Strong rainstorms didn’t dim Jennifer Miller’s first Hundley-Whaley Research Center twilight tour.
Miller was named the Center’s superintendent in April. She brought in a variety of speakers for the annual twilight tour, which took place on Tuesday, Aug. 28. Topics ranged from drought to pollinators.
“I know that the rain changed our schedule a little bit, but I want to thank all of our guests who stuck around and heard from our great speakers,” Miller said. “I thought the evening was a great success. Thanks to all who braved the weather.”
Tour wagons traveled throughout the Center for around an hour before heavy rain pushed the speakers and attendees inside. The presentations were broken into three primary topics – drought impact in northwest Missouri, sustainable agriculture and agronomic crop decisions.
Eric Bailey, Missouri state beef Extension specialist, discussed management options to extend hay supply during the drought tour. Eric Redden, Gentry County USDA, presented on 2018 corn and soybean drought program options, and Andy Luke, field specialist in agronomy, talked about herbicide carryover in drought conditions.
The agronomic crops decisions tour featured an update on dicamba by Kevin Bradley, professor in the Division of Plant Sciences. Visiting scholar Erick Martinez presented on MU’s current projects related to Japanese beetles. John Travlos, AgEBB system administrator, shared information on the Missouri Mesonet and the Horizon Point Site-Specific Weather System.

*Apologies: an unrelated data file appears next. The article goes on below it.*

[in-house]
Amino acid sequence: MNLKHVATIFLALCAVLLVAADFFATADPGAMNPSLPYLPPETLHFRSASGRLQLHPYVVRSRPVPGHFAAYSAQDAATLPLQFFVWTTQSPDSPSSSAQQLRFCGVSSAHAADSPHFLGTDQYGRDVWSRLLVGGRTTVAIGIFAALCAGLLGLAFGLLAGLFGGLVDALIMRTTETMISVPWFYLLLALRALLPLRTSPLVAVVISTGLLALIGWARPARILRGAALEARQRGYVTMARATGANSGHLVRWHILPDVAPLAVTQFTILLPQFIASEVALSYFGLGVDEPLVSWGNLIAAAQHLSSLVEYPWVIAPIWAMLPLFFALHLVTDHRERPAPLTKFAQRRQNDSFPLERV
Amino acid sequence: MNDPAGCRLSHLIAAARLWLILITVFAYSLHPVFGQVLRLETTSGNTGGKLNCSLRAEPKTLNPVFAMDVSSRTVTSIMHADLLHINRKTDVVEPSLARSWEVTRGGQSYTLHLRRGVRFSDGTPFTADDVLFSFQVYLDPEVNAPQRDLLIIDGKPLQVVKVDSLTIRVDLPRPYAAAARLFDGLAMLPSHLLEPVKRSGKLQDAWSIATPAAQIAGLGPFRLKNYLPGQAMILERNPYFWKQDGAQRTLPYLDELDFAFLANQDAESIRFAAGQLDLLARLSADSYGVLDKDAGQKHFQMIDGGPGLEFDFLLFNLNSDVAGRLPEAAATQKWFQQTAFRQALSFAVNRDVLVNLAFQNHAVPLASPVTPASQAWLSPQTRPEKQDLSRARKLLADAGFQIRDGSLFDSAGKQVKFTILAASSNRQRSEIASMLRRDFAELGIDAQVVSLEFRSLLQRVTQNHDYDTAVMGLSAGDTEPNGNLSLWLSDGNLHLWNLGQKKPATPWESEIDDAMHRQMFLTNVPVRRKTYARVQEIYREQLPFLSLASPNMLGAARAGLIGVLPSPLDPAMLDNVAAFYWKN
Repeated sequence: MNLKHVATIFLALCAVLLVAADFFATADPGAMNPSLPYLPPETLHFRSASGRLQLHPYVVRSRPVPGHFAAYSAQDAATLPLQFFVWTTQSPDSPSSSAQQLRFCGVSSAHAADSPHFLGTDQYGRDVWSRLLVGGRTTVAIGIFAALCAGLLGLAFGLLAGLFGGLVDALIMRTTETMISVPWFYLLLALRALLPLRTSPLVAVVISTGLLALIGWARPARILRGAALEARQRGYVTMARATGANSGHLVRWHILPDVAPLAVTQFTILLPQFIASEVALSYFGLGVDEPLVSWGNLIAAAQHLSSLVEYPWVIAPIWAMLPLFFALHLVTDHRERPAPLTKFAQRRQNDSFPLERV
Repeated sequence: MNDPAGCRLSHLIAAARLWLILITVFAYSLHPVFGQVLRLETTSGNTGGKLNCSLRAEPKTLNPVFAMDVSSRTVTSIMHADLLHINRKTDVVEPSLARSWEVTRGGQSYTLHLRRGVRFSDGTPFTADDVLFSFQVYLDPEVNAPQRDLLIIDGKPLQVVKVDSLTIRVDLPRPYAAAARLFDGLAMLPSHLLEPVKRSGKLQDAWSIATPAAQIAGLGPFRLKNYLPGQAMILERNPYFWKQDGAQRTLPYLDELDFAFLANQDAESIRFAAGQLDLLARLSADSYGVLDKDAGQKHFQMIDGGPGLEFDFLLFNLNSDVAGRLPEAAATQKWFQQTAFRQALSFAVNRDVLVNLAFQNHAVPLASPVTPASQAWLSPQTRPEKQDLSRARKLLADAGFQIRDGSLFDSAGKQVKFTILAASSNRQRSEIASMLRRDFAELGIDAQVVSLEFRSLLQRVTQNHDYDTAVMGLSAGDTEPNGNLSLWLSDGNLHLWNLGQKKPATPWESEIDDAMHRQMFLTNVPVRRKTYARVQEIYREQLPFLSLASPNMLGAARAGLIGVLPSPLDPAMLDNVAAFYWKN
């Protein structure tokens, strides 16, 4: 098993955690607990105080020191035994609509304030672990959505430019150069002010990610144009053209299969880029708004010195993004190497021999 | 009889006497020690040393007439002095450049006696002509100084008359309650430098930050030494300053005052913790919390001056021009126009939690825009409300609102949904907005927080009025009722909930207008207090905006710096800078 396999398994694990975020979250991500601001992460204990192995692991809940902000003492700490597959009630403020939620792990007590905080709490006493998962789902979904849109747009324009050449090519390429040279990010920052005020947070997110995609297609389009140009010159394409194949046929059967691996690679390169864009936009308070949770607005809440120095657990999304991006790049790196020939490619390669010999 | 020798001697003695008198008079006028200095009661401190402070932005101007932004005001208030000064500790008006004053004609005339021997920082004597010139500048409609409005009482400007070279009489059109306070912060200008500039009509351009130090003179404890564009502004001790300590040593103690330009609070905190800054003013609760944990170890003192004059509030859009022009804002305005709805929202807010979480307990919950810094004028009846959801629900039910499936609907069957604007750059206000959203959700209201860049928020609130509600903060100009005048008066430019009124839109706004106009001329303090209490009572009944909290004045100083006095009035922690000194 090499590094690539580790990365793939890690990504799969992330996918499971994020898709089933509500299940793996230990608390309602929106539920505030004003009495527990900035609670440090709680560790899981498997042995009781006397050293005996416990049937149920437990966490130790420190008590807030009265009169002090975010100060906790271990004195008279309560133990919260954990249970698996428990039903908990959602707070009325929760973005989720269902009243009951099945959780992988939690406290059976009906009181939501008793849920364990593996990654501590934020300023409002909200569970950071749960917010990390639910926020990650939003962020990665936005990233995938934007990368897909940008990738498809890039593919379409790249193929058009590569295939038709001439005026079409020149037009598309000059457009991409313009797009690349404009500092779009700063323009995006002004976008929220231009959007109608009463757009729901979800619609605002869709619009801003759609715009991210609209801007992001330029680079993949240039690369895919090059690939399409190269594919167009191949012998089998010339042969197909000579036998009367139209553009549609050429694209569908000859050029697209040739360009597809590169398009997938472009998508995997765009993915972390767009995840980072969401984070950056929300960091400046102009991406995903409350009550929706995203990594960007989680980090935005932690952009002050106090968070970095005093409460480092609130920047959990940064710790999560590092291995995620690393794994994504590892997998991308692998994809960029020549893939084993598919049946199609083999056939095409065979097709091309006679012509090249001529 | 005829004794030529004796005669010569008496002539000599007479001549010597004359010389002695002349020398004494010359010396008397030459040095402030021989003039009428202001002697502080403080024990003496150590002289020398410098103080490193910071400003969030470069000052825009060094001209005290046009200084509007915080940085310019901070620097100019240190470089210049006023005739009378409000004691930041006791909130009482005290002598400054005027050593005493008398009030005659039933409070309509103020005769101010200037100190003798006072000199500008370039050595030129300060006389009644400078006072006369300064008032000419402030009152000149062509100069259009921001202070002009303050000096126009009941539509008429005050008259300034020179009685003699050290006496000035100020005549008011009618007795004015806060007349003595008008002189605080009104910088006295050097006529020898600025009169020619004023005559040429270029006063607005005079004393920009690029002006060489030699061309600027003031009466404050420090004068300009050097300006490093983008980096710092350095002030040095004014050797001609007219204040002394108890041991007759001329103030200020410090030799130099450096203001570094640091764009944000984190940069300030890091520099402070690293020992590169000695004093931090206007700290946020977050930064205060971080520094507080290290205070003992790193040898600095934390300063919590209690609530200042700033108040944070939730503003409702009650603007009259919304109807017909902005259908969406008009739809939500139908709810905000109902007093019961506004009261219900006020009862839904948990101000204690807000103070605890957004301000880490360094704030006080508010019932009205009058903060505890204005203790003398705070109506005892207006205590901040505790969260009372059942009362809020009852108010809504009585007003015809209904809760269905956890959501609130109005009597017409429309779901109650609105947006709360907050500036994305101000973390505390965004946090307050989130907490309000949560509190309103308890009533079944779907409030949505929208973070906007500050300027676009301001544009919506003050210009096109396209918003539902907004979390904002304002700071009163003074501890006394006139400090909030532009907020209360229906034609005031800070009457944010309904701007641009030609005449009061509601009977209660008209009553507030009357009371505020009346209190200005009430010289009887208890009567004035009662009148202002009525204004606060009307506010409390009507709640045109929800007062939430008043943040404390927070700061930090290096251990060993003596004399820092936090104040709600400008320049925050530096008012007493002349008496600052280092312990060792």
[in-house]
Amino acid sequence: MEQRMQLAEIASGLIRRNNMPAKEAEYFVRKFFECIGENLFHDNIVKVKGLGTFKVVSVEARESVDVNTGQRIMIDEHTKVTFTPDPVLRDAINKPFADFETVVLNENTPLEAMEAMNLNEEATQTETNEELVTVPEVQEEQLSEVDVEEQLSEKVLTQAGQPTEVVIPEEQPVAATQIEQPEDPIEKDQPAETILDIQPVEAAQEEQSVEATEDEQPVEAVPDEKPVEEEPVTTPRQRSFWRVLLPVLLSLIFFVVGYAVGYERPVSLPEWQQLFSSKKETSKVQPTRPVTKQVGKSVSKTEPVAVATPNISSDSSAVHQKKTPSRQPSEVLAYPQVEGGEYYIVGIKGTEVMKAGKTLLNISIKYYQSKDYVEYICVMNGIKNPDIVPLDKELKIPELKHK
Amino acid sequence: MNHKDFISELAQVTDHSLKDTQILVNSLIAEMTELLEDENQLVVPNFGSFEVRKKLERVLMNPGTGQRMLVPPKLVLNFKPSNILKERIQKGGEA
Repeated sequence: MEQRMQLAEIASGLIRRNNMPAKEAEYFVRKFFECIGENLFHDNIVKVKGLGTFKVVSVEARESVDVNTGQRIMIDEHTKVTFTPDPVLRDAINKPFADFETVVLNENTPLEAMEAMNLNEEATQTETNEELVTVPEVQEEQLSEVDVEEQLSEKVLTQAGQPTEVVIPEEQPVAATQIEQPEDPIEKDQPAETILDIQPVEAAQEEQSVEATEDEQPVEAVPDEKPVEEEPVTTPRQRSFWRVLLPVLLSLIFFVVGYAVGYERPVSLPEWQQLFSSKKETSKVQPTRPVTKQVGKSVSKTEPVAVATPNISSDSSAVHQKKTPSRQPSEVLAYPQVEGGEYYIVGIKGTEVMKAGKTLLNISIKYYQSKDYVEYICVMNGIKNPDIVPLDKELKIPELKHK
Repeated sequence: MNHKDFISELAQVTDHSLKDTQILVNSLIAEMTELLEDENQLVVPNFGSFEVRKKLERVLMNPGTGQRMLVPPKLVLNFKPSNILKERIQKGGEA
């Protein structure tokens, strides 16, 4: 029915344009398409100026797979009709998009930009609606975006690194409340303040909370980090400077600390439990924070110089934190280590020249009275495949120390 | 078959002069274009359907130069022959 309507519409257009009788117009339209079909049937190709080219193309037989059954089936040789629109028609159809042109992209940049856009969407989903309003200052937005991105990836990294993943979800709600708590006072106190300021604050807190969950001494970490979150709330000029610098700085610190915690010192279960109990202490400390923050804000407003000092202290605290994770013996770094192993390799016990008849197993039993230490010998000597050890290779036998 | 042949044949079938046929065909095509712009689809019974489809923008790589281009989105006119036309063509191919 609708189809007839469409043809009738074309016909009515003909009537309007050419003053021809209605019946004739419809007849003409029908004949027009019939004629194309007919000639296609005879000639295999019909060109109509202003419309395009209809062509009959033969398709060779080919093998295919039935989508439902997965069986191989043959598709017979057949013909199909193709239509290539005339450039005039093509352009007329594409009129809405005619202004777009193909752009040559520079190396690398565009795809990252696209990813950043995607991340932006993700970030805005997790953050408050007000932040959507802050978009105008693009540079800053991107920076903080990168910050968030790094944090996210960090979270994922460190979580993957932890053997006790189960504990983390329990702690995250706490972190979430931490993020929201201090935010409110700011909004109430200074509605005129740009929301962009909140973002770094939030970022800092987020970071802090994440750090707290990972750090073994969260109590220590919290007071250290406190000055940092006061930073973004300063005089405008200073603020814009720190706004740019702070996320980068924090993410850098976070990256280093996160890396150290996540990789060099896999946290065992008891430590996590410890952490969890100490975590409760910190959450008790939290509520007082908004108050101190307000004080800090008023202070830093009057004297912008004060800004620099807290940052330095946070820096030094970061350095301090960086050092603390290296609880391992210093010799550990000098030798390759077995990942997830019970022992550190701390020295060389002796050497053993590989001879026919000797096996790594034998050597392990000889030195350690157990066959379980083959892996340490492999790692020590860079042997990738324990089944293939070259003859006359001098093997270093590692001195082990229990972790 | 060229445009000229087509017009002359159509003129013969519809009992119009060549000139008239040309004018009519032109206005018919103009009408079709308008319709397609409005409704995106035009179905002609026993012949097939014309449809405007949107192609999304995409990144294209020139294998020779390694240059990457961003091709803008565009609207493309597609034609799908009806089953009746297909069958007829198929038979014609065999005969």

The sustainable agriculture tour showcased a wide variety of topics and speakers. Tom Fowler, Buchanan County Extension, presented on growing tomatoes for market. Jake Swafford, Pheasants and Quail Forever, and beekeeper Raymond Heldenbrand, talked about introducing wildlife and pollinator habitat to properties and catching a honey bee swarm, respectively.
Carl Blake II, who has been featured on The Colbert Report, discussed how he became a producer of Iowa Swabian Hall pigs.
“All of our speakers brought important information for our attendees,” Miller said. “We had some unique topics, which is important for our audience. We want to showcase all aspects of agriculture.”
For a closer look at the Hundley-Whaley Research Center field day, visit: flickr.com/photos/cafnr/albums/72157700759881355/with/44348672441/.